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Floresta e Ambiente

Print version ISSN 1415-0980On-line version ISSN 2179-8087

Floresta Ambient. vol.27 no.4 Seropédica  2020  Epub June 26, 2020

https://doi.org/10.1590/2179-8087.010518 

ORIGINAL ARTICLE

Forest Management

Leaf Area Estimation of Palicourea racemosa (Aubl.) Borhidi from Linear Measurements

João Everthon da Silva Ribeiro1 
http://orcid.org/0000-0002-1937-0066

Francisco Romário Andrade Figueiredo2 
http://orcid.org/0000-0002-4506-7247

Ester dos Santos Coêlho2 
http://orcid.org/0000-0002-5541-1937

Walter Esfrain Pereira1 
http://orcid.org/0000-0003-1085-0191

Manoel Bandeira de Albuquerque1 
http://orcid.org/0000-0003-1871-0046

1Universidade Federal da Paraíba (UFPB), Areia, PB, Brasil

2Universidade Federal Rural do Semi-Árido (UFERSA), Mossoró, RN, Brasil


Abstract

Estimating leaf area is essential to evaluate vegetal growth. Our study sought to obtain statistical models to allow the leaf area estimation of Palicourea racemosa, considering its length (L) and width (W). For such purpose, we collected 200 leaves of this species in the State Park Mata do Pau-Ferro, in the municipality of Areia, Paraíba, Northeast of Brazil. The regression models used were: linear, linear without intercept, power and exponential. The choice of the best equation was based on the values of the coefficient of determination (R2), root mean square error (RMSE), Akaike information criterion (AIC), Willmott concordance index (d) and BIAS ratio. All linear and power models may be used to measure the P. racemosa leaf area; however, the power model LA=0.609*(L.W)0.995 is the most recommended to estimate this species’ leaf area.

Keywords: biometry; modeling; non-destructive method; leaf dimension; Rubiaceae

1. INTRODUCTION AND OBJECTIVES

Palicourea racemosa (Aubl.) Borhidi is a neotropical species that belongs to the Rubiaceae family. It is a shrub that can reach 4 meters high. Relatively abundant and easy to identify on the field, its distribution occurs from South of Mexico to South America (Fajardo-Gutiérrez et al., 2012). Species of this family have great economic importance, since they are explored for food and ornamental purposes, as well as in the pharmaceutical industry (Coelho et al., 2006). According to Calixto et al. (2016), this kind of plants has several utilities in the traditional medicine due to its pharmacological properties, especially regarding to neurodegenerative diseases.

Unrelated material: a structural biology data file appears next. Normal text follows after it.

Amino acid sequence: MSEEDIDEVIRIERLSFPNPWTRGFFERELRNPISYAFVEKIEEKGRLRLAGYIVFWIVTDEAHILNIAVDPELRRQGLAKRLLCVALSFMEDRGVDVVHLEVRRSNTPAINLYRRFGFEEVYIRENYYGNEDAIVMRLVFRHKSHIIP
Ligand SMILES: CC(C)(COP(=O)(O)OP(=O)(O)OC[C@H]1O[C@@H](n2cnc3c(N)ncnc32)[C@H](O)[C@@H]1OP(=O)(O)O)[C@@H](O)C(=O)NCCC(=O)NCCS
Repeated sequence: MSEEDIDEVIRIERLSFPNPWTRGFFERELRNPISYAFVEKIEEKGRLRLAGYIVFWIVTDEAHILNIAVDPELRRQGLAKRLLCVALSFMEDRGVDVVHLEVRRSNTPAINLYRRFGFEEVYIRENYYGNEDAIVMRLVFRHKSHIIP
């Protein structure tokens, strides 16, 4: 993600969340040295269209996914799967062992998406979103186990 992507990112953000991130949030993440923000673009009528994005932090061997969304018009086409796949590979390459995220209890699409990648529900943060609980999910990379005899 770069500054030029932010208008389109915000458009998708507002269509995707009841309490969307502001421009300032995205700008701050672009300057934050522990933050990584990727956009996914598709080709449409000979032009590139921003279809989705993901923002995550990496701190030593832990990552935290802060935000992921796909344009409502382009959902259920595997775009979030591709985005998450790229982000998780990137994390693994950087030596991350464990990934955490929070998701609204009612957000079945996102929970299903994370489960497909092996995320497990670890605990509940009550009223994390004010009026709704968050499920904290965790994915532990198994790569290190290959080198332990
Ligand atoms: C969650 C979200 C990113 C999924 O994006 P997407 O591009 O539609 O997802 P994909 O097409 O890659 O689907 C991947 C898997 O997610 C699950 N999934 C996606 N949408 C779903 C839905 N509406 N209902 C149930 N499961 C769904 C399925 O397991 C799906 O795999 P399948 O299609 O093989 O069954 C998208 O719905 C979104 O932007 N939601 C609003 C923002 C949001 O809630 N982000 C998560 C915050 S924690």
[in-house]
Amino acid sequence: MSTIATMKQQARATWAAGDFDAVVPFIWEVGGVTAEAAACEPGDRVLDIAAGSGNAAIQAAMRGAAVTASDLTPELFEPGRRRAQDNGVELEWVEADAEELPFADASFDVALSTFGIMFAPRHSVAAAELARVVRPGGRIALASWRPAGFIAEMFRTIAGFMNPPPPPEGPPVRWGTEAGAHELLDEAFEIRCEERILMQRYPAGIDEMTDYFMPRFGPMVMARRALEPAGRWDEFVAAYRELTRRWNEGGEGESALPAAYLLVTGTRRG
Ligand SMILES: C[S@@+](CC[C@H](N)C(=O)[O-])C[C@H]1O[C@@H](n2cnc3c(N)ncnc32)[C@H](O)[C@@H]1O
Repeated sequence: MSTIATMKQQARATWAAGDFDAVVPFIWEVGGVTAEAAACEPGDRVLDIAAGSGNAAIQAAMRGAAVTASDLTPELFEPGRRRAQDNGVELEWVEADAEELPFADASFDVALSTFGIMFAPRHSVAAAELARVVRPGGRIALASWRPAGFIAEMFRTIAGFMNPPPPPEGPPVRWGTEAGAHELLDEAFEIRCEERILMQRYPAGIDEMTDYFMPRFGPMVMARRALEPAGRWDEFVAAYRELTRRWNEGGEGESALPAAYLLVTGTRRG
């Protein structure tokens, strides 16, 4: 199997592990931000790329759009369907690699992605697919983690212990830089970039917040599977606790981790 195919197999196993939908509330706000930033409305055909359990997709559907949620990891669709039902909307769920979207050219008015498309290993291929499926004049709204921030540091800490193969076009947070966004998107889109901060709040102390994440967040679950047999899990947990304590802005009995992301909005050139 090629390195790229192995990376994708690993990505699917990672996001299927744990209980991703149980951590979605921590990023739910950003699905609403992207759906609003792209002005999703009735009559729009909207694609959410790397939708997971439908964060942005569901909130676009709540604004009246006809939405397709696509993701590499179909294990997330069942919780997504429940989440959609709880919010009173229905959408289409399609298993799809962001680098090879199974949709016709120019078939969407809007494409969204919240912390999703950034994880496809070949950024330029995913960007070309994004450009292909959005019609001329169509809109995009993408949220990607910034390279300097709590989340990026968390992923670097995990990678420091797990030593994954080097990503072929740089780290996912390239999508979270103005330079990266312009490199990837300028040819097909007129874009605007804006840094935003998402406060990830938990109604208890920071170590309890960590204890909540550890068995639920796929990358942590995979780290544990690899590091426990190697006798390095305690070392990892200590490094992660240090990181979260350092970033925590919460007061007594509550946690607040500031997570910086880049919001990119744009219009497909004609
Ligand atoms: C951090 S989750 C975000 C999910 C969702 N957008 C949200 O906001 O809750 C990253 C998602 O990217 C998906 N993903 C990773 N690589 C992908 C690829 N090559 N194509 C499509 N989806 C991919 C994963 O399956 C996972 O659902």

Performing ecological studies involving aspects of propagation, growth, and development of Palicourea racemosa is necessary due to this species importance. Among these studies, the leaf area measuring is agronomically and physiologically important, being possibly considered as the most important variable in the vegetal growth evaluation (Benincasa, 1988; Bianco et al., 1983; Bianco et al., 2007).

We can use several methods to estimate the leaf area of a given plant: destructive or non-destructive and direct or indirect methods (Marshall, 1968). Destructive methods demand more effort because they require the removal of a part of the plant (Leite et al., 2017; Taiz et al., 2017), which may represent a limiting factor depending on the species with which we are working or even on the number of plants we are using in the sample. These methods sometimes hinder the measurement, including cases involving endangered species, species in life stages that do not allow the collection of leaves, small species with a reduced number of leaves, and species with big leaf blades.

Non-destructive indirect methods are performed through regression equations to estimate the leaf area between the measured leaf area and the leaf linear parameters with extreme precision, being considered a much easier and faster procedure, without destructing the sample (Lima et al., 2012; Lizaso et al., 2003). In this context, the regression models employed to estimate leaf areas (non-destructive method) are based on the image digitalization technique of the collected leaves (destructive method). Such non-destructive method helps the researchers to monitor the standard growth of plants in different seasons and environments. This non-destructive technique has stood out when compared with all other techniques used to measure leaf areas due to its practicability and high precision (Pompelli et al., 2012). The non-destructive method was successfully employed both with growth (Erlacher et al., 2016; Hinnah et al., 2014; Schwab et al., 2014; Schmildt et al., 2015) and with forest species (Cabezas-Gutiérrez et al., 2009; Keramatlou et al., 2015; Monteiro et al., 2017; Mota et al., 2014; Ribeiro, Barbosa, & Albuquerque, 2018; Silva et al., 2013).

Therefore, our study sought to determine the regression equations that would allow us to estimate the leaf area of Palicourea racemosa (Aubl.) Borhidi based on the its linear dimensions.

2. MATERIALS AND METHODS

This study was developed in the State Park Mata do Pau-Ferro, located at 5 km west from the municipality of Areia, at the microregion of Brejo and mesoregion of the Agreste Paraibano (6° 58’ 12” S and 35° 42’ 15” W) (State of Paraíba, Northeast of Brazil), as shown in Figure 1. This region has an altitude that ranges from 400 and 600 meters, an annual average temperature of 22 °C (Ribeiro, Barbosa, Lopes et al., 2018), and tropical climate, classified as Aw - hot and moist with autumn-winter rains, according to Peel et al. (2007).